I have you to thank for the novel I have published. It was you, back in the days of Owlflight Magazine, who sent that initial story back to me and said, “Jerry, this really should be a novel!”

You were the only editor in my fledgling days who I would simply write letters to, not even to send a story. You always wrote back. You were always so nice. I have always remembered you fondly.

I turned that story into a novel and it did sell, and was published, but you never got to see it. I lost touch with you long ago. Then today I decide I really have to thank you for this. So I went to that global extension of the human mind, Google, and looked you up.

Too late. Way too late. You passed away over ten years ago.

My heart sank. Suddenly, too late, I wanted to know more about you, and so I Googled for more. All I found was page after page of nothing. Your name is everywhere on lists, publication credits, and the mention of an obituary in Locust. I saw that you have a daughter in New York, and that she graduated and is married.

But the one bio page I found for you is blank.

That is not acceptable.

There is a void in the group mind that must be filled. We know you were an editor, an author, and a poet. We have lists of your works. But that’s not enough.

Here, right now, with this missive, I want to release into the group mind that you were also a wonderful person. Kind, artistic, caring, and nurturing … even to a strange kid who kept sending you crappy stories.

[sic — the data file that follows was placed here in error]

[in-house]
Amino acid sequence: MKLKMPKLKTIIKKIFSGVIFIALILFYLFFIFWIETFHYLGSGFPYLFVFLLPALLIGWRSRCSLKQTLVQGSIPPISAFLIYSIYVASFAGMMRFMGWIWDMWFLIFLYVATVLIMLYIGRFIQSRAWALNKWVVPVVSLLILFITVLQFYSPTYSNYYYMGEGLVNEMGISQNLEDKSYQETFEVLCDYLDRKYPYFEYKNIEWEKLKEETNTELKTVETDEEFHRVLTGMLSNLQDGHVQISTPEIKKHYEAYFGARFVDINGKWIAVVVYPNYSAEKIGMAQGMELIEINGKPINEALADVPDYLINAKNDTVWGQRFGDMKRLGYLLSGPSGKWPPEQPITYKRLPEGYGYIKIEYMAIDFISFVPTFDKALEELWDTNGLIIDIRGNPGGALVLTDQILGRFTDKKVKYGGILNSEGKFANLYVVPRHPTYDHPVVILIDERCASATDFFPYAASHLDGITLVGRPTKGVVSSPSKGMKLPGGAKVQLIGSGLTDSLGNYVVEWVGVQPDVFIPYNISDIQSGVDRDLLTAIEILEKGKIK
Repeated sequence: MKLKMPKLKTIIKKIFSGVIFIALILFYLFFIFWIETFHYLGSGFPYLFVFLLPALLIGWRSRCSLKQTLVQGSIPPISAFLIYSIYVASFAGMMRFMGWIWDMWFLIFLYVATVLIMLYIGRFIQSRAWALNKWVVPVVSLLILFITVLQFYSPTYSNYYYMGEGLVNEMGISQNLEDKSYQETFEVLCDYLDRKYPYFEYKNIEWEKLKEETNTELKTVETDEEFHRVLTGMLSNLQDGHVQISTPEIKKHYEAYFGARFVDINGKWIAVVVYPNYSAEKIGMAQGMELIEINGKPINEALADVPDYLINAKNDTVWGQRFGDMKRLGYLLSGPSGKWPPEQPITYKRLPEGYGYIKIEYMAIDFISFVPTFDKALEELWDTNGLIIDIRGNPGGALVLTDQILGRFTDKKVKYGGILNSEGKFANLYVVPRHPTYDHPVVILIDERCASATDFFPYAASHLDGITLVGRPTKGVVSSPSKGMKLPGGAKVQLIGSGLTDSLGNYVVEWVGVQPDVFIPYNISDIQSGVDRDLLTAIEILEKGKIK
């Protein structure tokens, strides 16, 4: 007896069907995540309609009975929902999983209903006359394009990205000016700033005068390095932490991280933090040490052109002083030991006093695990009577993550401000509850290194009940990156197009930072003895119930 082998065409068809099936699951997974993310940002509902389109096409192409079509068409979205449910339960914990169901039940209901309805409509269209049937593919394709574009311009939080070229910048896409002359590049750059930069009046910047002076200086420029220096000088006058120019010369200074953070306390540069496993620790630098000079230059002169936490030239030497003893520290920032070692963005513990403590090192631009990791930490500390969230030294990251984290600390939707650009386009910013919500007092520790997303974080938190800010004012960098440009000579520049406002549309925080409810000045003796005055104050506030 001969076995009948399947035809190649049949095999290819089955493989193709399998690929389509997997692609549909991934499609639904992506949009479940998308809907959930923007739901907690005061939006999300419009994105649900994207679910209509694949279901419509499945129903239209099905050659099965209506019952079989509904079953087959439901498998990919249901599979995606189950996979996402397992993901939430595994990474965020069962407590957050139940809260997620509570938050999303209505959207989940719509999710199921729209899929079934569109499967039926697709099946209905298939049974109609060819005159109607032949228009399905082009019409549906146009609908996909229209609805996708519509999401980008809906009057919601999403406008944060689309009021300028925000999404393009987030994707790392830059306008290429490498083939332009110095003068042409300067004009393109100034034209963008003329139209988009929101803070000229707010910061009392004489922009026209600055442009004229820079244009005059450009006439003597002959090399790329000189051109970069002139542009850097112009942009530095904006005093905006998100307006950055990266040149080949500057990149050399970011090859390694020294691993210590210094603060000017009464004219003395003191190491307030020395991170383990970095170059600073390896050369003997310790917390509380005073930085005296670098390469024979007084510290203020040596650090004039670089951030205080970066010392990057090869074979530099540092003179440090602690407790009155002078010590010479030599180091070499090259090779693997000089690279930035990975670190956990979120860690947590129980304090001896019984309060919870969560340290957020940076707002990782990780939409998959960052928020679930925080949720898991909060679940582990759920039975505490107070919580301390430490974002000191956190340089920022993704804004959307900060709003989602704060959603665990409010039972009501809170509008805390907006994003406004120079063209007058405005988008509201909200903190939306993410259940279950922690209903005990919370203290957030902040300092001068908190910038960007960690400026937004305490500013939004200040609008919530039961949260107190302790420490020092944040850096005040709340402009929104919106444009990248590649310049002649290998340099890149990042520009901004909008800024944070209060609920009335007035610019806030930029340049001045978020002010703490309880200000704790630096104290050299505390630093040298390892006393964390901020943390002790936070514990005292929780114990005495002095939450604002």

Ironic. Now that I know that you’re gone, I miss you. Because it’s too late to thank you.

Please someone out there fill in that blank biography page.


A Zen Relationship with Writing

41543_570687872_7762314_nWell, the novel I’d spend the last three years writing, Eleven Days on Earth, is done.  I’ve decided to go the traditional publishing route with it and am in the process of seeking an agent.  I’ve already struck out with one, and am trying the next.

I have a list of about 30 or so possible candidates.

Meanwhile I’ve had a couple false starts on two other novels, but then I started on one that I hope I’ll be enthusiastic enough about to finish.  So here I am in mid-October, hot and heavy in the beginning of a new manuscript, and it kind of feels like I’m participating in NaNoWriMoSo it feels like November has come early.

I won’t be participating in National Novel Writing Month, though – well, maybe in spirit – because I’m sure all the NaNoWriMo writers will make their 50,000 words in the space of a month, and I – even with a good head start – will maybe crack 20,000 words by December 1st.

I’ve actually, finally, come around to a kind of Zen relationship with my writing.  When I first began I did it because I loved reading so much that I caught the literary bug, so to speak.  Then I got hooked on those silly, false hopes of fortune and glory, followed later by a desperate phase where I tried to write to a market simply because I wanted to sell.  Now I write merely for the pleasure of it, and I write things that I would really love to read.  That, and I’ve discovered some secrets about storytelling that make the process fun, exciting, and mysterious to even me.

So do I really care if I get an agent?  No.

Do I really care if a big publisher picks up my manuscripts?


I don’t really care anymore.  I just enjoy the process.  The journey.  The thought experiments, the research, and the inner discovery of the absurd and strange things my twisted mind comes up with.  Holy Beer.  Old ladies who throw chainsaws.  Trolls who repair reality.  Goddesses of science and technology.  Evil magicians banned from politics.

That kind of stuff.  I just love it.

A Tree for my Story

So this video is a perfect example of how I’ll procrastinate and not actually write anything.